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JavaScript: Run a function in a separate thread by using a Web Worker, allowing long running functions to not block the UI

JavaScript: Exercise-151 with Solution

Write a JavaScript program to run a function in a separate thread by using a Web Worker, allowing long running functions to not block the UI.

Note: Create a new Worker using a Blob object URL, the contents of which should be the stringified version of the supplied function. Immediately post the return value of calling the function back. Return a promise, listening for onmessage and onerror events and resolving the data posted back from the worker, or throwing an error.

NOTE: Since the function is running in a different context, closures are not supported. The function supplied to `runAsync` gets stringified, so everything becomes literal. All variables and functions must be defined inside.

  • Create a new Worker() using a Blob object URL, the contents of which should be the stringified version of the supplied function.
  • Immediately post the return value of calling the function back.
  • Return a new Promise(), listening for onmessage and onerror events and resolving the data posted back from the worker, or throwing an error.

Sample Solution:

JavaScript Code:

//#Source https://bit.ly/2neWfJ2 
const runAsync = fn => {
  const worker = new Worker(
    URL.createObjectURL(new Blob([`postMessage((${fn})());`]), {
      type: 'application/javascript; charset=utf-8'
    })
  );
  return new Promise((res, rej) => {
    worker.onmessage = ({ data }) => {
      res(data), worker.terminate();
    };
    worker.onerror = err => {
      rej(err), worker.terminate();
    };
  });
};
const longRunningFunction = () => {
  let result = 0;
  for (let i = 0; i < 1000; i++) {
    for (let j = 0; j < 700; j++) {
      for (let k = 0; k < 300; k++) {
        result = result + i + j + k;
      }
    }
  }
  return result;
};
/*
*/
runAsync(longRunningFunction).then(console.log); // 209685000000
runAsync(() => 10 ** 3).then(console.log); // 1000
let outsideVariable = 50;
runAsync(() => typeof outsideVariable).then(console.log); // 'undefined'

Sample Output:

1000
undefined

Flowchart:

flowchart: Run a function in a separate thread by using a Web Worker, allowing long running functions to not block the UI

Live Demo:

See the Pen javascript-basic-exercise-151-1 by w3resource (@w3resource) on CodePen.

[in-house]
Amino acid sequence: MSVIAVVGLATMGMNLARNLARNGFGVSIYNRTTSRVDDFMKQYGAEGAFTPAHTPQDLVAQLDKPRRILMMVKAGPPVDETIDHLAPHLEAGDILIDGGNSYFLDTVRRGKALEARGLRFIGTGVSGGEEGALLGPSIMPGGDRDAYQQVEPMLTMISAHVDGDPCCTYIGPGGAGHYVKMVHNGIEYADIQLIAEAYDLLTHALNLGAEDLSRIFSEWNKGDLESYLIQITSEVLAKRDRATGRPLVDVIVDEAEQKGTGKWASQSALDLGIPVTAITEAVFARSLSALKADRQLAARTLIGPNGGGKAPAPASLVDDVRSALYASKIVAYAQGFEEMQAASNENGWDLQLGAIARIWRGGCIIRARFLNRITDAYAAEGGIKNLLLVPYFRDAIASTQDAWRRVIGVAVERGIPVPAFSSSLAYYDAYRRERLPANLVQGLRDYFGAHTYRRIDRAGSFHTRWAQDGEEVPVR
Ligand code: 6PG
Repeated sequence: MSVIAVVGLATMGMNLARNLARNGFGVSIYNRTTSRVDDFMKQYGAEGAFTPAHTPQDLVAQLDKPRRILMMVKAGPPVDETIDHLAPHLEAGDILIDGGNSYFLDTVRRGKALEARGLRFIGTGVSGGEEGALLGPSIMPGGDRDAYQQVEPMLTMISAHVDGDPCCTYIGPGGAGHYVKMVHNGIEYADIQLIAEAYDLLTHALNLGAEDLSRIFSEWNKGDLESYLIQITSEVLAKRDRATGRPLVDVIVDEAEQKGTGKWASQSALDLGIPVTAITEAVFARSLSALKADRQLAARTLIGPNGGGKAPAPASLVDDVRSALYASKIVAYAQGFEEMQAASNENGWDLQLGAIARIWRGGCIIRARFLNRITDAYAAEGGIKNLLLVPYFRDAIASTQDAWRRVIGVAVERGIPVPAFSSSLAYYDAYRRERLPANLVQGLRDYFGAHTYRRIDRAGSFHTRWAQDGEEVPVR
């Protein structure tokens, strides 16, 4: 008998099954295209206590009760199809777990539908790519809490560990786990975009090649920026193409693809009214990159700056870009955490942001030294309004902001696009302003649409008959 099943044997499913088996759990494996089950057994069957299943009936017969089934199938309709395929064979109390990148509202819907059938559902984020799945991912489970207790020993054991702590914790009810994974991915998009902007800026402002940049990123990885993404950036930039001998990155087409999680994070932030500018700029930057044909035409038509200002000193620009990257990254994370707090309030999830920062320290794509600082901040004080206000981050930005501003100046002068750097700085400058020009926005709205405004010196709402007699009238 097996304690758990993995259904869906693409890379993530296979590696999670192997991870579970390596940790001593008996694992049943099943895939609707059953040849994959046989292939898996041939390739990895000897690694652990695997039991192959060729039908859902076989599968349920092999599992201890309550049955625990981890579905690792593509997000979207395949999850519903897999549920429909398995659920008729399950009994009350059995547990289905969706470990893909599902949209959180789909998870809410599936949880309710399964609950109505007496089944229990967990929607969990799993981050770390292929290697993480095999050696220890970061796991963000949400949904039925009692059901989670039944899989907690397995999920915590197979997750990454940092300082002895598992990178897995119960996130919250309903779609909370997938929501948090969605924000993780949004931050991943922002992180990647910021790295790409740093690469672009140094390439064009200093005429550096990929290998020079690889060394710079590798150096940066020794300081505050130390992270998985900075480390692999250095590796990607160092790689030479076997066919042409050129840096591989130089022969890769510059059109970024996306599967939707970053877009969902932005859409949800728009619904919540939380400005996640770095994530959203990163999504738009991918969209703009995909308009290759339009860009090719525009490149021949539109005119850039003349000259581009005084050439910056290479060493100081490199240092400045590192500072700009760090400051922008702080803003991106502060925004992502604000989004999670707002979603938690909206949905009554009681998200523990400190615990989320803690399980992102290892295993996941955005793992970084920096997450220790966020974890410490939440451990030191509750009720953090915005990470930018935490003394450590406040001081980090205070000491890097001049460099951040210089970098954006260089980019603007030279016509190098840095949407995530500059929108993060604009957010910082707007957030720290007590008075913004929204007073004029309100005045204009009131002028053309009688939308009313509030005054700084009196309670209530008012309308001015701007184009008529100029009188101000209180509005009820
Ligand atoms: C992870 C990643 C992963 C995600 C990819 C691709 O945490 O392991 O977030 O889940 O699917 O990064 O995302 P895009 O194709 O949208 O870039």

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JavaScript: Tips of the Day

Checking if a key exists in a JavaScript object?

Checking for undefined-ness is not an accurate way of testing whether a key exists. What if the key exists but the value is actually undefined?

var obj = { key: undefined };
obj["key"] !== undefined // false, but the key exists!

You should instead use the in operator:

"key" in obj // true, regardless of the actual value

If you want to check if a key doesn't exist, remember to use parenthesis:

!("key" in obj) // true if "key" doesn't exist in object
!"key" in obj   // ERROR!  Equivalent to "false in obj"

Or, if you want to particularly test for properties of the object instance (and not inherited properties), use hasOwnProperty:

obj.hasOwnProperty("key") // true

Checking for undefined-ness is not an accurate way of testing whether a key exists. What if the key exists but the value is actually undefined? var obj = { key: undefined }; obj["key"] !== undefined // false, but the key exists! You should instead use the in operator: "key" in obj // true, regardless of the actual value If you want to check if a key doesn't exist, remember to use parenthesis: !("key" in obj) // true if "key" doesn't exist in object !"key" in obj // ERROR! Equivalent to "false in obj" Or, if you want to particularly test for properties of the object instance (and not inherited properties), use hasOwnProperty: obj.hasOwnProperty("key") // true For performance comparison between the methods that are in, hasOwnProperty and key is undefined.

Ref: https://bit.ly/2CFNp1X